Mike wrote to the “Consult-Ant” with a number of questions about ants. I am going to try to answer each one in a separate post. For the original list of questions and links to all answers, visit here.
11) Are there some ant species that simply drink water and then other species that absorb it from the humidity of the air? Or do they all do both?
Your question reminded me of the movie Microcosmos, which contains some great footage of ants and other insects dealing with water. I’ll throw the trailer below.
The second thing I thought of was communal peeing as a flood defense, where ants drink water and then run outside to “pee,” removing excess water from their nests. You know you want to click the link and see it, so go ahead. I’ll wait for you to come back.
Ants need water. Many drink water from drops and small puddles.
Ants can obtain moisture from a variety of sources, including food. Leafcutter ants and weaver ants obtain moisture from plant sap. Many ants tend aphids and other insects of the order Homoptera for liquid honeydew, which is full of water. Other ants visit extrafloral nectaries on plants for a source of sweet liquid.
Ants have also been shown to use “tools” to help them collect larger amounts of water and sweet liquids than they could carry in their crops. Harvester ants (Pogonomyrmex) have been known to toss sand into liquid food and then carry it back to their nest. Aphaenogaster ants use bits of plant material as sponges to soak up liquids and transport it.
Mark Moffett found Diacamma ants decorate their nests with feathers, which collect dew in the early morning. (I have seen Forelius ants carrying feathers here in Arizona.) He also suggests that the dead ants spread around the nest might also serve for dew collection.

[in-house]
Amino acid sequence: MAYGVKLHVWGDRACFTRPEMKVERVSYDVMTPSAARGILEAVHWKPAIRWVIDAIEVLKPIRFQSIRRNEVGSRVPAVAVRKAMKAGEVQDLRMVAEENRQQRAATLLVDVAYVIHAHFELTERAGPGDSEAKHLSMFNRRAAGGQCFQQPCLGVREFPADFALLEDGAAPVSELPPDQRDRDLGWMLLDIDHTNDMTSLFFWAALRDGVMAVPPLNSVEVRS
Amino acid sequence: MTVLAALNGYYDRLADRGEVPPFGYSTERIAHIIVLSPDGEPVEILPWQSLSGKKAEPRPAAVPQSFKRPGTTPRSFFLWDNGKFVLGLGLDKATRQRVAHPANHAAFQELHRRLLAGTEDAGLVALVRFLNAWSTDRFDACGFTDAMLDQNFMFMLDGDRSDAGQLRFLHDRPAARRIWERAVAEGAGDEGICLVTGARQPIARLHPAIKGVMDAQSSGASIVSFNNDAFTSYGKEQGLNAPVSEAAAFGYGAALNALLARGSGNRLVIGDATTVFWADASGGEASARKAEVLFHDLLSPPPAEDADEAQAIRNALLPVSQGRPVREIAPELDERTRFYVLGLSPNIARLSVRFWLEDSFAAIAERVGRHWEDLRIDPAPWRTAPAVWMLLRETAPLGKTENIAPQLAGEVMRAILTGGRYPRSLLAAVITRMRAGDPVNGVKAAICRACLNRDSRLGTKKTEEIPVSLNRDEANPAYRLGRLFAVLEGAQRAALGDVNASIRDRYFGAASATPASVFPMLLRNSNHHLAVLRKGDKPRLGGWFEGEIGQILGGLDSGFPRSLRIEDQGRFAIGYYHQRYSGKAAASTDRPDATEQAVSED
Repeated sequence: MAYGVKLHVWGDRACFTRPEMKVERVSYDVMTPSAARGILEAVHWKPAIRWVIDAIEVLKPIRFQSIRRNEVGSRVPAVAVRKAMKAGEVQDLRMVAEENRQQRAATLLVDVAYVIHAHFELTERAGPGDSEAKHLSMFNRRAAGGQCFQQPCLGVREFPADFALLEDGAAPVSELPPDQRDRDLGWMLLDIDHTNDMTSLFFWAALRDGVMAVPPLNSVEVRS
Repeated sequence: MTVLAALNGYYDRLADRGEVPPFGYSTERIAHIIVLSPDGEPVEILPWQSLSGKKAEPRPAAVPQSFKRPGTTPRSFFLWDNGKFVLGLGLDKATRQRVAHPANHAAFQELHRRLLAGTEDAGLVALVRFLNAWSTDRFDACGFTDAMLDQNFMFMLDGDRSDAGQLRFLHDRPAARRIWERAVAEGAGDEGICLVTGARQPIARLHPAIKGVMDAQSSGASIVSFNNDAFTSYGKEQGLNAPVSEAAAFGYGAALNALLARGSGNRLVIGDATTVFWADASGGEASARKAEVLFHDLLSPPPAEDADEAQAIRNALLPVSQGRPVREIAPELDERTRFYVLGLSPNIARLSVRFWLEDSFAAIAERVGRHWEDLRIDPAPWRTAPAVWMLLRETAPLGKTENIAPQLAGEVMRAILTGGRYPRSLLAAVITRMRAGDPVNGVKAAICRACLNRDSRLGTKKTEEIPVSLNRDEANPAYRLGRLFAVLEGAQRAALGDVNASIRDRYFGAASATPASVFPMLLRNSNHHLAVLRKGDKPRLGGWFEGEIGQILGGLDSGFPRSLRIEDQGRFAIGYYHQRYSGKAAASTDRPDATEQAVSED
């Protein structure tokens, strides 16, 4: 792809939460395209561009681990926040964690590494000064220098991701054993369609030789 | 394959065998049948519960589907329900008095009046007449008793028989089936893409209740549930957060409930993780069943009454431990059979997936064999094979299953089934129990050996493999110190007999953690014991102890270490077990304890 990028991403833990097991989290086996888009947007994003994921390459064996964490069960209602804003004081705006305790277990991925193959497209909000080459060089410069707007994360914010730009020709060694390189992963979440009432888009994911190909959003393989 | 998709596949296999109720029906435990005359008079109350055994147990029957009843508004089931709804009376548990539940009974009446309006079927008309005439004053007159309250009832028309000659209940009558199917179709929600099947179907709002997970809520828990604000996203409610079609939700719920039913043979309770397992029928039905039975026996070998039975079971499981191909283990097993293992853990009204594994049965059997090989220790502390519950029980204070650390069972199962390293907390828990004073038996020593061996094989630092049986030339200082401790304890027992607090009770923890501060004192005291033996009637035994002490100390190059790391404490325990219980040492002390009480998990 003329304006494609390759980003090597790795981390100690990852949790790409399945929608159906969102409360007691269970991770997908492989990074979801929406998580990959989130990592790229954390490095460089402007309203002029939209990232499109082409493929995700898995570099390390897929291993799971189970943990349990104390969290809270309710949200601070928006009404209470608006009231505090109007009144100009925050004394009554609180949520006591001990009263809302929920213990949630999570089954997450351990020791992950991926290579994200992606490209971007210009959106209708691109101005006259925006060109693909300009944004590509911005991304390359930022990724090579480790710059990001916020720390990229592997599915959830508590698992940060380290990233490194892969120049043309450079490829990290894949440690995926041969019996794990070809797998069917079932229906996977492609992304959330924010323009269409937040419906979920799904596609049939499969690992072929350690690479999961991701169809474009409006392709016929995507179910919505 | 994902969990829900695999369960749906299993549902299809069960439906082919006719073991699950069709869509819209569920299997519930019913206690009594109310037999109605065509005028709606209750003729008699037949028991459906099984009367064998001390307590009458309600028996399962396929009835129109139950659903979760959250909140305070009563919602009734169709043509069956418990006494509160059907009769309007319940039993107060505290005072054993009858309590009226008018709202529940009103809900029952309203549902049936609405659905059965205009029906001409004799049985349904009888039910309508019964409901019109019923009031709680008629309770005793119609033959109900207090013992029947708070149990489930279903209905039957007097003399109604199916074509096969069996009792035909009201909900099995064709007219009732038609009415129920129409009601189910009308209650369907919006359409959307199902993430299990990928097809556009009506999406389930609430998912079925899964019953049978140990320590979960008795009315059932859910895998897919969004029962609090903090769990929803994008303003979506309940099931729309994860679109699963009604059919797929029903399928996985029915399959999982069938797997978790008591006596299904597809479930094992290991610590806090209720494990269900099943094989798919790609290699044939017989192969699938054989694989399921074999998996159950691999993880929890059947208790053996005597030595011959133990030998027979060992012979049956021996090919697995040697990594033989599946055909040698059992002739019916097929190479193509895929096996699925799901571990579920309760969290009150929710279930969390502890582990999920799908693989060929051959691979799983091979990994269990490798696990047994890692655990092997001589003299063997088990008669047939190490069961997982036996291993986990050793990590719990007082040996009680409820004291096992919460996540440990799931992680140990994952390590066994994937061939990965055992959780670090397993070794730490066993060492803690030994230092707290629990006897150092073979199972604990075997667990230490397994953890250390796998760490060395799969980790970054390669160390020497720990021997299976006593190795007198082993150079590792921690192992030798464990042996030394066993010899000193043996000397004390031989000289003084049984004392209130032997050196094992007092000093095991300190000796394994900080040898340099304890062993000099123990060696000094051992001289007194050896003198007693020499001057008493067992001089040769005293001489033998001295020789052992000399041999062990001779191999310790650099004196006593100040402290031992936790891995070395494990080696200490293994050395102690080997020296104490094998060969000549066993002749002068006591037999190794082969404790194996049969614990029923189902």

As far as “absorbing humidity,” Coenen-staß (1986) suggested that the red wood ant, Formica polyctena, might be able to absorb water vapor based on sorption rates. Other scientists have investigated desiccation resistance, and suggest that, for example, some ants can reclaim their internal water through structures called “rectal pads”(Hood and Tschinkel, 1990).
Videos showing ants drinking water:
Pay close attention to the rear section (metasoma or gaster). Look how it swells and becomes clear as the ant drinks.
Microcosmos trailer. For a review, see my Growing With Science blog.
The bottom line is that worker ants do drink water, and give it to other members of the colony. As for humidity absorption, that is relatively unknown.
For more information:
Coenen-staß, D. (1986). Investigations on the water balance in the red wood ant, Formica polyctena (Hymenoptera, formicidae): Workers, their larvae and pupae. Comparative Biochemistry and Physiology Part A: Physiology. 83 (1): 141-147.
Hood, G. and W.R. Tschinkel. (1990). Desiccation resistance in arboreal and terrestrial ants. Physiological Entomology, 15 (1): 23-35.
Moffett, M.W. 2010. Adventures Among Ants: A Global Safari with a Cast of Trillions. University of California Press, Berkeley.